This blog begins where my current book, Women in the Line of Fire, concludes: “Civic Feminism and the Wars of the 21st Century.” I’m now beginning a book called All the Sisters and All the Brothers : Civic Feminism for the 21st Century, and I’ll be using this blog to explore some of the ideas in it, as well as plenty of ideas that won’t be any part of the book.
I write this as a feminist who is dismayed at what organized, mainstream feminism has been for thirty years before it self-destructed on 14 September 2001, in the aftermath of the attacks on the World Trade Center. That feminism was a feminism of self-obsession, hissy-fitting, and a politics that, beyond securing equality for women, had little to do with reality. Now we’re pretty much equal and it’s time for a feminism for the hard years ahead.
Call it civic feminism, and there’s nothing new about it. In truth, it’s a return to feminism’s American roots and best heritage as the quest for equality of responsibility for, and equal participation in, civilization.
Women have a stake in the United States of America. But America is not immortal, and is currently walking open-eyed into disaster. This new civic feminism, while continuing the fight to remedy past injustice and remove the remaining barriers to equality, now concentrates on preserving this civilization.
What does the old feminism offer? In a word, burnout, most recently exemplified by Gloria Steinem and Jane Fonda’s GreenStoneMedia network, which offers us programming on such important topics as Paul McCartney’s divorce and internet dating. Women, Gloria Steinem tells us, because women want something “lighter and more entertaining” than political talk shows. We couldn’t possibly want political talk shows in which the participants speak to us, citizen to citizen, with respect for our dignity and theirs, our intelligence and theirs, about the important issues of our time.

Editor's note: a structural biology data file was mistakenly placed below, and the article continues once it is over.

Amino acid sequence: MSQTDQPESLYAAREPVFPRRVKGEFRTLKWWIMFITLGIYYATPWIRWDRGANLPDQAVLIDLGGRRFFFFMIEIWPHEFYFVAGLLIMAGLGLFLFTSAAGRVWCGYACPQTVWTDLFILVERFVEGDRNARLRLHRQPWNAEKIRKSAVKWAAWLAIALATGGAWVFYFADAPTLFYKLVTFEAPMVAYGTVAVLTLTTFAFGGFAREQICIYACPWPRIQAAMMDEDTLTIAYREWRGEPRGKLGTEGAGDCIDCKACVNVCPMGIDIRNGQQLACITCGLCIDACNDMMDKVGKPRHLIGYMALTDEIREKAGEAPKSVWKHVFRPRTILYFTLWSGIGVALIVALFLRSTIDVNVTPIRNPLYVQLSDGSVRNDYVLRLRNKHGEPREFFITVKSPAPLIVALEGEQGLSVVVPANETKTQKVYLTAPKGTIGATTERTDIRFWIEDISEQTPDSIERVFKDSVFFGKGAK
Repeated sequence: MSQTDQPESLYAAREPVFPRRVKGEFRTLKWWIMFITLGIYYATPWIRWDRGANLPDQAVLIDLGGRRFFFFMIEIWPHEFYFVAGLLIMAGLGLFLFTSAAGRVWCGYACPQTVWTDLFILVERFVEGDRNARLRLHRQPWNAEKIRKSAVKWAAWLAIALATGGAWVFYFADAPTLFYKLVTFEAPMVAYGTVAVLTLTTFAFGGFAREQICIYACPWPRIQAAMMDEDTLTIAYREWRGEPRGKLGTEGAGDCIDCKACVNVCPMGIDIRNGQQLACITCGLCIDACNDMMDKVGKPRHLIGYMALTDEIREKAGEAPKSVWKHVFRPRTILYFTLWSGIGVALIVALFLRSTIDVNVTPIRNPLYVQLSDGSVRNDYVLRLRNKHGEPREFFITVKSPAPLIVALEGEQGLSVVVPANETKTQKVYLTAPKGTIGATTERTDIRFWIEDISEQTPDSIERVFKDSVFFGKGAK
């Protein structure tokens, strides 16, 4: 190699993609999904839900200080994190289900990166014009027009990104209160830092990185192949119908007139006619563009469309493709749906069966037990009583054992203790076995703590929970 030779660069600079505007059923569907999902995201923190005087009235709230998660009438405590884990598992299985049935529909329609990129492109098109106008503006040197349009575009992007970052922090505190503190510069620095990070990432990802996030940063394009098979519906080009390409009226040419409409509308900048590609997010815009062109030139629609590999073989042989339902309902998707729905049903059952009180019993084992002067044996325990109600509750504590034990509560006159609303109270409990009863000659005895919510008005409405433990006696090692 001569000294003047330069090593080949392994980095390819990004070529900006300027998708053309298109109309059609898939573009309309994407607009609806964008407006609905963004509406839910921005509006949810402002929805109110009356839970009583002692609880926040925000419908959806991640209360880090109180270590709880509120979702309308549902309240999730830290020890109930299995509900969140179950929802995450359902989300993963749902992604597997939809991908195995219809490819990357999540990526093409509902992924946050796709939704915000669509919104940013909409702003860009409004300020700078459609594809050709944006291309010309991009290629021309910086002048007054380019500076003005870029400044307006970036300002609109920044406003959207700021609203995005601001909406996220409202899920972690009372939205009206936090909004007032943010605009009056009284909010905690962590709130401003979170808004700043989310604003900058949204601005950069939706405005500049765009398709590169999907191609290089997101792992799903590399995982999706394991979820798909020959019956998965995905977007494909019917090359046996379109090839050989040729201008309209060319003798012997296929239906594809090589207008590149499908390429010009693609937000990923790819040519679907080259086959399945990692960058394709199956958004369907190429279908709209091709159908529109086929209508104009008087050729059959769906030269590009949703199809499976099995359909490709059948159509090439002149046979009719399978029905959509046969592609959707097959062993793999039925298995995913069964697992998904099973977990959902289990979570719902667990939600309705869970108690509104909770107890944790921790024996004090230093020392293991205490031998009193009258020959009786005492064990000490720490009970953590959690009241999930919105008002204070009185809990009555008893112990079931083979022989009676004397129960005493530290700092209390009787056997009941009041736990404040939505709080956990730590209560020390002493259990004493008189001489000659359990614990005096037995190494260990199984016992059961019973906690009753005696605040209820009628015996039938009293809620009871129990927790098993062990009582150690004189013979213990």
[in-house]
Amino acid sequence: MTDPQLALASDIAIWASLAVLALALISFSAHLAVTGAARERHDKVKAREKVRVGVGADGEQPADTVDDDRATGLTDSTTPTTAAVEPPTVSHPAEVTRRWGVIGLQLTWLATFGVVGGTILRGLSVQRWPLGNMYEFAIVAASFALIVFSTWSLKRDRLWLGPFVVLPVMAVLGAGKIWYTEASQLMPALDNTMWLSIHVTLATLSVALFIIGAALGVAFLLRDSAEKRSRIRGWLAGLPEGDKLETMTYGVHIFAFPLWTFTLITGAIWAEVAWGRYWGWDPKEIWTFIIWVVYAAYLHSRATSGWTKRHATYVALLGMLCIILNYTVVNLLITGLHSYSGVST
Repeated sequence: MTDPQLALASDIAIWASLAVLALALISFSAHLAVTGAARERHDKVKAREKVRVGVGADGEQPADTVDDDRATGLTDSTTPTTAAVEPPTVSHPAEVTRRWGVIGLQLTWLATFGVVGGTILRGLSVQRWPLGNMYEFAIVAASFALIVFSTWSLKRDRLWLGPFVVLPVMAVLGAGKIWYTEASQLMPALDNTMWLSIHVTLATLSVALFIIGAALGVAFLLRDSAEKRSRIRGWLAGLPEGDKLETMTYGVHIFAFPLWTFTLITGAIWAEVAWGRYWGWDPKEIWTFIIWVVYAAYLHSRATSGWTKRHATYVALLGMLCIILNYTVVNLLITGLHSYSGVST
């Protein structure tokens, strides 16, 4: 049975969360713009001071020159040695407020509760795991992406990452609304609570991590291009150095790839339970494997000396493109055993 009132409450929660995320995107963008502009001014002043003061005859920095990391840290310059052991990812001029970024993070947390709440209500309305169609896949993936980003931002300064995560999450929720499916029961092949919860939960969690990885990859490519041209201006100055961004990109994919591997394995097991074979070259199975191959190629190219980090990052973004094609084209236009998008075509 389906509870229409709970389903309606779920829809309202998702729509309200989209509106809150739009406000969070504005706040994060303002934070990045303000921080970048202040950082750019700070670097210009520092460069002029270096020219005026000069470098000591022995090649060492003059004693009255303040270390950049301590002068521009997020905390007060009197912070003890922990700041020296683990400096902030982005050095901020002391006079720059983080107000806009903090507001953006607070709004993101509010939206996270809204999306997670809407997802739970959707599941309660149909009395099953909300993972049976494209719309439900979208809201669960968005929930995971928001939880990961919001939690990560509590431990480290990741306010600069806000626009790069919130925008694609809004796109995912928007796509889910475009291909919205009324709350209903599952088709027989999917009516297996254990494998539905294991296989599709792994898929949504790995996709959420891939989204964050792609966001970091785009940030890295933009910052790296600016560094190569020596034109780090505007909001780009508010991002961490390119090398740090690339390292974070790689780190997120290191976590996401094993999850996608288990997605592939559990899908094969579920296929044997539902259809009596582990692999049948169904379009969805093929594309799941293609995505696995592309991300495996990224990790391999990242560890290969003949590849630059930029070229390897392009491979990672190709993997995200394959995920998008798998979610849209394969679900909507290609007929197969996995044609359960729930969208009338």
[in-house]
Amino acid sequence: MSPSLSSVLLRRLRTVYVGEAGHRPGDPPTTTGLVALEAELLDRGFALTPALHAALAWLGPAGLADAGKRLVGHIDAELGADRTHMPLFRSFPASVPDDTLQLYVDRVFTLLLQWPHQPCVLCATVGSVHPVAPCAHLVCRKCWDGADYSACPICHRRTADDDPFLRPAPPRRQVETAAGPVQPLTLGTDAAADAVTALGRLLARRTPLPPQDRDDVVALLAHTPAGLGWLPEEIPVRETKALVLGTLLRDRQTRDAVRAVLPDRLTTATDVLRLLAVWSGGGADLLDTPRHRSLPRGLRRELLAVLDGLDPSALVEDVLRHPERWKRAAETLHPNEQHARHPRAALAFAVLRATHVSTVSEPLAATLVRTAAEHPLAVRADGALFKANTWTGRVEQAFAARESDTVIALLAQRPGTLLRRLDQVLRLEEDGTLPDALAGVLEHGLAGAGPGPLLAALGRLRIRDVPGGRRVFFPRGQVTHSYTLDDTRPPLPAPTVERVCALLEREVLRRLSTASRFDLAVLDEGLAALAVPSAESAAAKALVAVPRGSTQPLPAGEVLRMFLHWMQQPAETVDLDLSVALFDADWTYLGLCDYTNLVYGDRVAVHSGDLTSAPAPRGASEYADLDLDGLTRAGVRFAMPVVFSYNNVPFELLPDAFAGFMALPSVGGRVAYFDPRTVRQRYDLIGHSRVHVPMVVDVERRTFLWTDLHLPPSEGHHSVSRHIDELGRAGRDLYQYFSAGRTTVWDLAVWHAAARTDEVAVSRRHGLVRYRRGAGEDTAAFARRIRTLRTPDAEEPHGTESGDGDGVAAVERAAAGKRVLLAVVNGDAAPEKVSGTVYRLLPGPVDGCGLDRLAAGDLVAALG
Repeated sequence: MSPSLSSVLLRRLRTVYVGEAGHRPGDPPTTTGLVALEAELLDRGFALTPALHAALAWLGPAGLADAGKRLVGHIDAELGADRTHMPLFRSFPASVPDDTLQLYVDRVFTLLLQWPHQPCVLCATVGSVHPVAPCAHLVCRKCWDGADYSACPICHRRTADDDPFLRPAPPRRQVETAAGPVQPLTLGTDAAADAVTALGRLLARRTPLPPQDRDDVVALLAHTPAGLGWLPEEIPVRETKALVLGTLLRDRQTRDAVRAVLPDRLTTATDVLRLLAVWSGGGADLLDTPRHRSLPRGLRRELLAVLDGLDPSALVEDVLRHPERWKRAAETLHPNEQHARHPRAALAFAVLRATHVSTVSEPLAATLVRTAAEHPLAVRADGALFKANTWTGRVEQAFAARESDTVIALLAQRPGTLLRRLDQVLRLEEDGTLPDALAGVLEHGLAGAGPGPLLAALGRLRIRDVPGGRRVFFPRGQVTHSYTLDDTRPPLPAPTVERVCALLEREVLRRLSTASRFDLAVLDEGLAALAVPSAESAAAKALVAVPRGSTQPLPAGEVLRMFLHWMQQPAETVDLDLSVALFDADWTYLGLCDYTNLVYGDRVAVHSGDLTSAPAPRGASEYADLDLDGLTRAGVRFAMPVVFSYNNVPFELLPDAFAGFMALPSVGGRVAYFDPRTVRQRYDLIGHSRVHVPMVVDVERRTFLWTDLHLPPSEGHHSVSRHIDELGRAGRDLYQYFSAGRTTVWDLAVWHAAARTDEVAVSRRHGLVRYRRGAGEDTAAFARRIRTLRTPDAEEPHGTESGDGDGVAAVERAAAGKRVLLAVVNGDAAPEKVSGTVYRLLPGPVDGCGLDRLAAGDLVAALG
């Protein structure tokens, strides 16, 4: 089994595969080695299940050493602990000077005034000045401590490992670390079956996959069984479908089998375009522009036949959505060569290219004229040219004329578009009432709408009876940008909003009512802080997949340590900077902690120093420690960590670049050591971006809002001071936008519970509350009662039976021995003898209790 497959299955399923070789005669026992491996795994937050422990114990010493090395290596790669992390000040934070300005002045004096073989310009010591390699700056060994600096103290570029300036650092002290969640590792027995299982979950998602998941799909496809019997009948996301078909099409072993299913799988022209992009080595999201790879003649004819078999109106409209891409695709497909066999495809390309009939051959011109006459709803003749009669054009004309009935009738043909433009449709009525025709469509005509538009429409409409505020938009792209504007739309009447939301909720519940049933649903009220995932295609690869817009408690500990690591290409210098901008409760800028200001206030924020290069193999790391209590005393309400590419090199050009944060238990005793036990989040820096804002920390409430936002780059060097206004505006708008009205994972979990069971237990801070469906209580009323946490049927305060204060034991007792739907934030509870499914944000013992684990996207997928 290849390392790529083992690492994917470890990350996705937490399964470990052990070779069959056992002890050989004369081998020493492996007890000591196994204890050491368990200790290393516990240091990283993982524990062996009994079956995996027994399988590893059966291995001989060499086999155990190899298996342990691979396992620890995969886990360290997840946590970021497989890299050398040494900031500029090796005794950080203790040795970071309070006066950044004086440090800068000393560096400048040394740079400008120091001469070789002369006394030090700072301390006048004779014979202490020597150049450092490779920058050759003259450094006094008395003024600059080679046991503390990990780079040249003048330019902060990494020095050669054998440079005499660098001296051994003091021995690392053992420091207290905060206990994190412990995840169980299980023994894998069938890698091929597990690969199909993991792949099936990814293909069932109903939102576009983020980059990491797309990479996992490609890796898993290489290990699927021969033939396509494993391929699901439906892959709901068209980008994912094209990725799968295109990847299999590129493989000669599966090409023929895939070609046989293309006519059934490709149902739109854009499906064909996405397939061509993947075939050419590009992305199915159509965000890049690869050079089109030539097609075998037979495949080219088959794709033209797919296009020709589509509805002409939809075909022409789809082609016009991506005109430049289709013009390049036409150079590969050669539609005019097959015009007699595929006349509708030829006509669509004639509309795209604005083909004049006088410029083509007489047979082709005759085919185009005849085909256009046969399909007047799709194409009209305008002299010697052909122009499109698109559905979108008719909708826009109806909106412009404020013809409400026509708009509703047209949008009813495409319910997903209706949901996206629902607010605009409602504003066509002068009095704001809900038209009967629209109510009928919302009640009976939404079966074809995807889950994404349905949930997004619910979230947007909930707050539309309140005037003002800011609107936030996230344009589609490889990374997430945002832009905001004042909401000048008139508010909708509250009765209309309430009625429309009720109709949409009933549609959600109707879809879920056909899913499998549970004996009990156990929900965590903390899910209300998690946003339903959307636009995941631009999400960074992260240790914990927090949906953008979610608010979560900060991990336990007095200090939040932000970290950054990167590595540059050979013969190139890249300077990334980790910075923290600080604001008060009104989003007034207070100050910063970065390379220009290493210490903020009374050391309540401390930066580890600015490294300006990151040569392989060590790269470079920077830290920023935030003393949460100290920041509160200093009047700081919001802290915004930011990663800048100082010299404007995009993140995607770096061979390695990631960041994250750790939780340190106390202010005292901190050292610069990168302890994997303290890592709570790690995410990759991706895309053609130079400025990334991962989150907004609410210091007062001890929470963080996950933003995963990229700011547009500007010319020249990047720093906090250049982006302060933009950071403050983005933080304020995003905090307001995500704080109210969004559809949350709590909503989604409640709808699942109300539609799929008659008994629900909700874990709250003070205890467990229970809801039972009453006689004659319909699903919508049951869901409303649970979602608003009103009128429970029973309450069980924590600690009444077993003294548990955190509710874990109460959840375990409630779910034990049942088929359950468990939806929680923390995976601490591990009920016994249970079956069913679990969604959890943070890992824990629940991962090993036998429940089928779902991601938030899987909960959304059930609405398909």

What the new feminism offers is the belief that civilization is nothing less than that which men and women together add to, create, guard and defend, as public and private equals.
If you’re tired of saying and thinking, “I’m a feminist, but…” or, “I’m not a feminist, but…” Or if you’ve never been able to declare yourself a feminist, even when you would like to, perhaps the new civic feminism is for you.
If you’re a man, and would welcome such a feminism, then I hope civic feminism is for you, too. Because in the end, civic feminism, like civilization, is something we do together. Over the next few posts, I’ll be laying out the groundwork for what I hope will eventually revitalize feminism in this country, and with it the idea of citizenship.
I hope to hear from you.